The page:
4. But actually, no don’t hide, because then your teachers will give you bad grades for not raising your hand often enough.

5. If you actually do raise your hand, don’t always give right answers, because then they’ll think you’re an annoying know-it-all. And that won’t make you popular. JK Rowling is wrong about so many things.

6. One more thing: If like my classmate you’re a girl and “well proportioned” it’s your fault     when the sports teacher is staring at your twelve year old tits for ninety minutes straight. Don’t be such a slut! Better go and hide them. What is wrong with you for going through puberty so early anyways.

7. Don’t be fat and smart. No, not true, it’s both okay. If you’er a guy at least. And as long as you’re not from the wrong neighbourhood and the first boy in your family who will go to university.

8. If one of your classmates calls the one black kid in school the n-word instead of his name, they expect you to laugh. Because:

9. what are you complaining about? It’s just a joke. It’s not bullying. Or racist. He thinks it’s funny, too. The teachers don’t seem to have a problem with it, either. They get the joke!

10. Conclusion: Essen sucked!




Fourteen. Düsseldorf

I know. I think it’s weird, too. But there really is a corner in Düsseldorf that is nice. It has all the Japanese restaurants, the Japanese supermarkets, the Japanese bakeries, the Japanese cafés, the Japanese book stores, the Japanese stationary stores, the Japanese tea shops and the same kinds of places again in Korean plus Taiwanese noodle houses. It’s also the area that WayV’s Yangyang recommended to visit if you ever go to Germany. Though he is from there so I suppose it’s safe to assume he’s a bit biased. Just in case you were wondering. Everything else is rich Germans with bad tastes in fashion. For a description of rich people and their terrible fashion, refer to point number Four. Munich.




Eighteen. Tokyo

In my entire life I have never been homesick. I have never really desperately missed a person. Not one of my exes. Not my family. Not my friends. With Tokyoit is different. It is so bad I cannot help but laugh about how pathetically comical it makes me.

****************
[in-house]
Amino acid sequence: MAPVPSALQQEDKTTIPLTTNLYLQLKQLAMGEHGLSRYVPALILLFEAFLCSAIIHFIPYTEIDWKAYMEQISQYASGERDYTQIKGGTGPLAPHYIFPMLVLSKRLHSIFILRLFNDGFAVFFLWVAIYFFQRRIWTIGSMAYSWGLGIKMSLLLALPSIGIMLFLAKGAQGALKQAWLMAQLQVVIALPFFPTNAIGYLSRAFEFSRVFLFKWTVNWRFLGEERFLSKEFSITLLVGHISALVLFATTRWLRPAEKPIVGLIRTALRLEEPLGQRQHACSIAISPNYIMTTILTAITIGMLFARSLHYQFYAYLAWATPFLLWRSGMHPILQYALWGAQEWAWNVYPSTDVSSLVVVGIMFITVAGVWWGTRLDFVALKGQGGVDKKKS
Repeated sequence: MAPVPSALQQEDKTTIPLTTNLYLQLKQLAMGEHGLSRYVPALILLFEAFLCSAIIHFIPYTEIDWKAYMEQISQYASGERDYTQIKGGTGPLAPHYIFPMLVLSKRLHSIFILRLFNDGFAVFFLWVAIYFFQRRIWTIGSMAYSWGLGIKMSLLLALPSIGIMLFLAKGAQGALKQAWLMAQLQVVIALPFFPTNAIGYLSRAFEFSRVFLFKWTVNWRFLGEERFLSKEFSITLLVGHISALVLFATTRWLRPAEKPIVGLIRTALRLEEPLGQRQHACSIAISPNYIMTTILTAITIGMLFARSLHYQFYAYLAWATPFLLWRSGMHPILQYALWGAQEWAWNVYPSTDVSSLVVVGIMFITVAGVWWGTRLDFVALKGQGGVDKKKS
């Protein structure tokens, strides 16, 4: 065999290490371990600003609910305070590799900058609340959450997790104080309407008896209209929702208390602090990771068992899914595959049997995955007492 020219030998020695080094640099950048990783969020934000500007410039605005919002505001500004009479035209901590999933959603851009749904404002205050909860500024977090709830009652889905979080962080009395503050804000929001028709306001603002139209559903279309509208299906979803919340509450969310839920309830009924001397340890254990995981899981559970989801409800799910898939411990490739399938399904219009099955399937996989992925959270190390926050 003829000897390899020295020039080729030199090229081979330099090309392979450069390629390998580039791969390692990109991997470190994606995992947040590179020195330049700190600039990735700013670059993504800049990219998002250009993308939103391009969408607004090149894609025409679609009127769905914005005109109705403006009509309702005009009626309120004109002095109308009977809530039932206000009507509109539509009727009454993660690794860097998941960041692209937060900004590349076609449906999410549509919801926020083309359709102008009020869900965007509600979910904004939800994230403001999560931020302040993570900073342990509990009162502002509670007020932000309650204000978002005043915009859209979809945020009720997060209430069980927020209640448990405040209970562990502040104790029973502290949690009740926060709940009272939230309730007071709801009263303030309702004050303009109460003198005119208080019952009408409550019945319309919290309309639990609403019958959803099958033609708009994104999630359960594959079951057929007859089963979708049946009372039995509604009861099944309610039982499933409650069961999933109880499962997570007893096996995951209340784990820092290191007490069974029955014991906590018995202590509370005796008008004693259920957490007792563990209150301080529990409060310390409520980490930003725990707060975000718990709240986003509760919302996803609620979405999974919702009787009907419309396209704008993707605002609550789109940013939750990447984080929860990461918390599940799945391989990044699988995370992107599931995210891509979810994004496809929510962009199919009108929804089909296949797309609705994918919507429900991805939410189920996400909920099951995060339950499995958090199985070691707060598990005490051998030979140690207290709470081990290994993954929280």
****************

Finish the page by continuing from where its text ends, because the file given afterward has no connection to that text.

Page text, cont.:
Last spring I burst into tears when I scrolled through Instagram and found a video posted by one of my favourite cafés. Someone had filmed five seconds off the rain outside in Tomigaya      and then into the warm, 60s style café. To me it was like accidentally running into an ex who had mercilessly broken my heart and I was still terribly in love with. They recently opened a new store in Asakusa and my heart cracks when I think about how long it will take me to see it. Stroll through the Shoutengai. The Edo-jidai alleys. Tie an o-mikuji to the wires at Sensoji.

Expecting to be reminded of it doesn’t make it much easier either: Like watching Japanese movies where the protagonists get on trains with the typical sound of the announcements, the melodies on the platforms, wheels clicking through points the way only JR trains do. Or reading Murata Sayaka’s description of convenience stores. Too close to reality. I found a Tonkatsu store in Düsseldorf. My reaction to the smell was Proustian. I was hurled back to the Maisen-honten in Aoyama. Or eating Taiyaki at the Japanese bakery in Berlin with my one friend who studied at the same university in Tokyo and knows the traditional Taiyaki place close to its campus. The bakery in Berlin is lovely. But it’s not the same.




Twenty-one. London

My first time in London I spent exactly in this order: airport, tube, apartment, tube, Wembley arena, BigBang, beer after the concert, tube again, the parking lot where my friend had to emergency pee after crying in pain the entire trip back on the last train, apartment, tube, airport. That’s it. That was the trip and it was worth it.




Twenty-two. Berlin

Our Berlin flat is two stories above an “erotic massage salon.”
Of course we all play the game: A lone man is standing in front of the building door when you come back from the supermarket. You know that it will take a moment until the buzzer opens the door. So you slowly take out your key and kindly hold the door open for the man who, very hesitantly, follows you into the building. Walking at snail pace.

So, in order to enjoy yourself properly, you take your time to open the letter box and verify a few times that it actually is empty until you can hear the buzzer. The man will walk past you and you encouragingly smile at him. You can hear the door to the salon open and get a last good look at his embarrassed, red face before he disappears into the dimly lit apartment with its plush rugs.

Nothing is as disappointing as when the door that opens is the one opposite and the guy is actually there to see the dentist.